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Hong Kong Students performed a Concert on Saturday using iPads as instruments, playing Music they created in GarageBand

1 cover garageband


When the concert began in Hong Kong, there wasn't any traditional instruments on stage such as pianos, violins, flutes or bassoons; Instead, 120 of Hong Kong’s young musicians played their creations on iPads. Divided into quartets, the students performed their original compositions on Saturday at Tsuen Wan Town Hall’s exhibition gallery., according to the South China Morning Post.


The idea of using tablets and music apps such as GarageBand to compose and perform music came from Michael Leung Chi-hin, creator and organizer of the e-Orch[estra] Music Creation and Performance in Practice Project, which began in 2017.


Leung, vice- chairman of the Hong Kong Composers’ Guild and vice-president of the Hong Kong Association for Music Educators said that "Students only have to open GarageBand and they can play music together."  


2 Hong Kong preparing to play in a concert only using iPads


The students also went to video production workshops to learn how to design their storyboards by adding original footage or images to their compositions, and all the music videos were produced during the 11-month project.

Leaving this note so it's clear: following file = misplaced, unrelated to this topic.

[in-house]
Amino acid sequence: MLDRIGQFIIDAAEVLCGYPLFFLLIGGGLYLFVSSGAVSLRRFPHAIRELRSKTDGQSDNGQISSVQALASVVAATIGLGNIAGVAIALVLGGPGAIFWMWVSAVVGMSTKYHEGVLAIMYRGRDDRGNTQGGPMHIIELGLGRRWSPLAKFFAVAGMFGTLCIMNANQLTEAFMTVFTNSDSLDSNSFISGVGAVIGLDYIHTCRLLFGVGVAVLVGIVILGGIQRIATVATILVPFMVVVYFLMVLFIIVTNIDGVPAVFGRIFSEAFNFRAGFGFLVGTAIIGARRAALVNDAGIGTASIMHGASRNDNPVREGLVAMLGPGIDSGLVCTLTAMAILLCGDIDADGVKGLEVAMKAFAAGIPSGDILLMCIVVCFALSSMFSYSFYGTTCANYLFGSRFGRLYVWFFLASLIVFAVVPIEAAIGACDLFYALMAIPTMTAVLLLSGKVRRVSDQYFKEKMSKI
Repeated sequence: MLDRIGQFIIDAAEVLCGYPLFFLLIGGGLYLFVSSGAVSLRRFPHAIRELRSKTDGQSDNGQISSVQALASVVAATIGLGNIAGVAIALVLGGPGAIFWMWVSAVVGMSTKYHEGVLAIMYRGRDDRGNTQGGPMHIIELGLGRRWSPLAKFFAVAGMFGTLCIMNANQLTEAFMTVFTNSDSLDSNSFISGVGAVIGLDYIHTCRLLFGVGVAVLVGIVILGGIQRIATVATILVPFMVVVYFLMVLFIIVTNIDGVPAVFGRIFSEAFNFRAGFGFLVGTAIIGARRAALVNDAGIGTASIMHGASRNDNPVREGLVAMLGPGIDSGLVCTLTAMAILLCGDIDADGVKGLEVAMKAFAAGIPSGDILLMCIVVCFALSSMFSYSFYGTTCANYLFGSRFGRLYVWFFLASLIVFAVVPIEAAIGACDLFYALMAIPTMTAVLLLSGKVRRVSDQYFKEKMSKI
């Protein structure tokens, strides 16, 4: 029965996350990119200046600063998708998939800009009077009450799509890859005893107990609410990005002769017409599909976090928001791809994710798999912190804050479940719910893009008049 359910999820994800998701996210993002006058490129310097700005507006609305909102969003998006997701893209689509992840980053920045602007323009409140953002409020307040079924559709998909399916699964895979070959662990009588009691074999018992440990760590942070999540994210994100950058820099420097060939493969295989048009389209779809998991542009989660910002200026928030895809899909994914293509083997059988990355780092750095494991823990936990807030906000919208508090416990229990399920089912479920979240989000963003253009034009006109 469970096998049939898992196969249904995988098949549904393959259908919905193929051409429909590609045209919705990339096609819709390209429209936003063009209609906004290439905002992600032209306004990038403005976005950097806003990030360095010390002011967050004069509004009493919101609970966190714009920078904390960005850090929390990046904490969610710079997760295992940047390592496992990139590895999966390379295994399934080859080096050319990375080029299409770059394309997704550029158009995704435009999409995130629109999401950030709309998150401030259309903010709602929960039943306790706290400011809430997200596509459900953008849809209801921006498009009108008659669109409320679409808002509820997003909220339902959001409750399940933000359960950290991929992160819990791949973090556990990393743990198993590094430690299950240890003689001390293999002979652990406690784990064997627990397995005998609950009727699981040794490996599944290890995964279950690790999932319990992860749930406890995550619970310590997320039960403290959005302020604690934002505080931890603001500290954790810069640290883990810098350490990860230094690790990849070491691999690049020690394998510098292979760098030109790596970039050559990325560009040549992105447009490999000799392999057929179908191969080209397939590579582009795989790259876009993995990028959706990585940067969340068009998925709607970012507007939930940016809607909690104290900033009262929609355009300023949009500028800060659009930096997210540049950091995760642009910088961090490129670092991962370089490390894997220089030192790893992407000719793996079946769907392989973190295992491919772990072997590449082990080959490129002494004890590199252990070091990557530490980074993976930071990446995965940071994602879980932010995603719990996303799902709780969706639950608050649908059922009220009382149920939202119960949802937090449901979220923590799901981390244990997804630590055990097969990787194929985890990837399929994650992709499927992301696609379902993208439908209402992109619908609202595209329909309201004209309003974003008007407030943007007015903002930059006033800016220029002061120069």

As well as the live performances on Saturday, music videos that the students had created were displayed on laptops at the Tsuen Wan venue. The videos were intended to keep the audience paying attention, because Leung says audio alone might not be interesting enough for an audience in the 21st century.


Conductor Tsang Lok-yan said that "The [Apple] iPad serves as an essential tool to let the students access a tremendous amount of sound libraries, ranging from Asian to Western and from traditional to contemporary.


Students can think in sound naturally, which speeds up their creative process and leaves more room for reflection and revision. In addition, the grid notation eases the barrier of learning the complex five-line staff notation."


Tsang lets the students learn and explore composition at their own pace. "I don’t intend to provide specific composition guidelines or styles for students during the creative process, as I encourage them to think out of the box," she says.


"Instead, I explain the cycle of the creative process and provide guidance at each stage so that students can speed up the cycle of creating, listening, reflecting and revising." For more, read the full South China Morning Post report.


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